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How to Make a Rock Pond or Babbling Brook

Benna Crawford

A backyard sanctuary with the musical sounds of a babbling brook is within reach of a suburban gardener with a plan, a shovel, some water and a pile of rocks. A rocky stream flowing from a small waterfall into a modest rock-lined pond is all you need for your own private nature reserve that will attract some local wildlife. A shallow draft at one end of the pond, sunny basking stones for butterflies, bee- and bird-friendly vines and bushes along the edge of the rocks, and water will make a newly built environment seem as if it has always been there.

Rocks and water are the building blocks of backyard ponds and brooks.
  1. Site the pond as close as possible to outdoor sources of power and water. Use a garden hose to outline the shape of the pond and view from a few angles to adjust it. Then mark the outline by digging it out with a shovel.

  2. Purchase a heavy pond liner or a premade pond basin. Get extra pond liner to use under the stream and waterfall. Order quarry rock and gravel or reclaim rocks from your property for the whole water feature system.

  3. Dig trenches for PVC pipe to hold power lines and water lines. Lay down the PVC pipe that will hold the electrical cords, and run water from an outdoor faucet to the pond. You may want to hire professionals to install power and plumbing fixtures, depending on your own expertise.

  4. Dig the hole for the pond as well as the trench for the brook that will connect it to the waterfall. Layer sand on the bottom of the hole to protect the pond liner or create a level surface for a basin. Set pond liner or basin in hole.

  5. Drape pond liner over a shallow trench for the stream water course. Lay one end of the liner over the built-up mound that will support a small waterfall. Begin to fill in the streambed with gravel and small stones. Place gravel and small stones in the bottom of the pond as well.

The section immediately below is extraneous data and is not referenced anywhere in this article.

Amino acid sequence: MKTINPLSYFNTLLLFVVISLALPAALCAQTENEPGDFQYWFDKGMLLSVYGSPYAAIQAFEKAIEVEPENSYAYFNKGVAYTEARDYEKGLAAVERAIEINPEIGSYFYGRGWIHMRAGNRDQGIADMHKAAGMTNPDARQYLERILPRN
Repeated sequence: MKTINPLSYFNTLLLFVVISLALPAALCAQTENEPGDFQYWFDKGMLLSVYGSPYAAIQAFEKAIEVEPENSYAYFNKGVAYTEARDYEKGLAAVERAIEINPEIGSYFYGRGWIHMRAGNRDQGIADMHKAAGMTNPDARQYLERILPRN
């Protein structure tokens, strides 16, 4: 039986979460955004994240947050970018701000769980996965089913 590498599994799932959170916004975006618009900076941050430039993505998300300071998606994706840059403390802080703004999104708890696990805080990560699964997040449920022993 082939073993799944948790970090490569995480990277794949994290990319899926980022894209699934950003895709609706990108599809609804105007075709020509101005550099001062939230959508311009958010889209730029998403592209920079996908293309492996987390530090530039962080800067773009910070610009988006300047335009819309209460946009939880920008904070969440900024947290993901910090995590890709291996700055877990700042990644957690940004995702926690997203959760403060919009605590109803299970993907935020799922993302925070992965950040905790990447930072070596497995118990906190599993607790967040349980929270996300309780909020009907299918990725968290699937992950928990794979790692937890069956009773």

6. Put the submersible filter and waterfall pump in the deepest part of the pond and hook up all lines. Run the water hose from the pump, up the stream but hidden by gravel, and to the top of the waterfall.

  7. Use the rocks you reclaimed or purchased to build the waterfall, ensuring that some flat horizontal stones are used for the water to sheet over and create a visible fall. Randomly line the streambed and bank with stones in as natural a configuration as possible. Set stones around the perimeter of the pond, slightly built up to make a low wall with flatter stones on top. Cover the edges of the pond liner completely.

  8. Fill the pond with water and try out the system. Make necessary adjustments to water flow and rearrange rocks and liner to prevent any leaks. When the system works well, add ground cover to the stream sides and pond perimeter and set aquatic plants in the pond. Plant taller shrubs in back of the waterfall and landscape the area around the water feature so it creates a seamless transition to the rest of the yard.